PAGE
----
really interesting. But just trying to collect
raw numbers about they prefer design A rather than design B. MUSTAFA: Well, like they
preferred blue to red. I mean, is that– and
people lie, right? When you ask them
questions, they might tell you what they
think you want to know. JENNY GOVE: Absolutely. So this is why I’m
much more into, like, understanding them
completing a task and understanding, like,
what works for them and what doesn’t work for them
about completing that task. It’s really all about getting
that deeper understanding in usability studies. So yeah. Don’t add up the
numbers for preferences. But use that to understand
why the particular design is preferred over
another one and what we can do for future designs to
make it more useful for people. MUSTAFA: It’s really understand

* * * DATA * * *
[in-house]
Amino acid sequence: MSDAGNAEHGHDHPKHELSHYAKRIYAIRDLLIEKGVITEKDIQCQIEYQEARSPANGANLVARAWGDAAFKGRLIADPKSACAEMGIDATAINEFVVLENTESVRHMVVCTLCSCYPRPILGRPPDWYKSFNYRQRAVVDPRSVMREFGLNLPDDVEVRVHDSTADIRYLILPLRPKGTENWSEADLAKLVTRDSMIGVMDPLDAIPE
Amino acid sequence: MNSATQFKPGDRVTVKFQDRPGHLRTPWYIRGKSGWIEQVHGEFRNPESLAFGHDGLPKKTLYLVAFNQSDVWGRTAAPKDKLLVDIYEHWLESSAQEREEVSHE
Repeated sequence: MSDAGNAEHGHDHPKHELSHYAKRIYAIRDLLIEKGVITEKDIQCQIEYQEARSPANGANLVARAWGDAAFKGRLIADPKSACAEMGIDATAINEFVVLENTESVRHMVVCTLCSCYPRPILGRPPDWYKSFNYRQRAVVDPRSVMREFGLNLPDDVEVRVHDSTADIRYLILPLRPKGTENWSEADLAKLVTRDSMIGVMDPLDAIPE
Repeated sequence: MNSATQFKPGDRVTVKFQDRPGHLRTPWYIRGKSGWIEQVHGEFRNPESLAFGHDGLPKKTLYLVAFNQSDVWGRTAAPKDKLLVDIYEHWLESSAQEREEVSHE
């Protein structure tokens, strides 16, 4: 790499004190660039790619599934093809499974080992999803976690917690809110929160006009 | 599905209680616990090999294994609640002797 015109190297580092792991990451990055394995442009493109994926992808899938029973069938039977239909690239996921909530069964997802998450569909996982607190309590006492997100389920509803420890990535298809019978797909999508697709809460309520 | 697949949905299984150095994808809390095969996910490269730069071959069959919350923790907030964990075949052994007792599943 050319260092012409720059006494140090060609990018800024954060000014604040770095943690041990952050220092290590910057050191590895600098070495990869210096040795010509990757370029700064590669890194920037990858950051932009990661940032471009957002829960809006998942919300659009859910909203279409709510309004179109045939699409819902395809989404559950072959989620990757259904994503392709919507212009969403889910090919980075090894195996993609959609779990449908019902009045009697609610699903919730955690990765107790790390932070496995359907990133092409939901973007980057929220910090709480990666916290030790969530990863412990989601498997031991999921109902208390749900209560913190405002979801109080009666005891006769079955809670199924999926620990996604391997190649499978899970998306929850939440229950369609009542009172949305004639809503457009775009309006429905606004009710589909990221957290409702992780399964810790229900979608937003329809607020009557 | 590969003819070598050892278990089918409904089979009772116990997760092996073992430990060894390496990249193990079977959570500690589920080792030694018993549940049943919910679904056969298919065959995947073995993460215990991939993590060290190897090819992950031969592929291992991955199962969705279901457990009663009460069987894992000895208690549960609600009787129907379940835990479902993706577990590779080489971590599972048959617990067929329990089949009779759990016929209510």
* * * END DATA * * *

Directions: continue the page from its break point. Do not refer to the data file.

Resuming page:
the context, rather than the personal opinion
of yes, well– JENNY GOVE: That’s right. Yeah. That’s right, and understanding
why their context leads to that view. SPEAKER 3: I try, as much as
possible, to avoid black magic. And whenever I’m reviewing any
code that any of the designers on my team are writing, we try
and avoid anything that’s– maybe it’s a little hack and
it makes it slightly more performant, but
the truth is if we want to evolve the
material design system, we need to be able to
build on top of the code, and each layer of
that code matters.

9 thoughts on “UX Research and Usability Testing – Designer vs. Developer #21

  1. this was brilliant, sold me on watching the whole series now!! and i was watching a movie, swapped to his video and had a much better time too, thanks.. and now feel alert and inspired .. /..

  2. Are the people in these talks specifically focused on Chrome? I have no knowledge of the organizational structure and inter-product team overlap at Google. Chrome won me over with its usability years ago, but I can't say my experience has been the same with any other Google flagship products (except maybe Google Translate, which is wonderful.)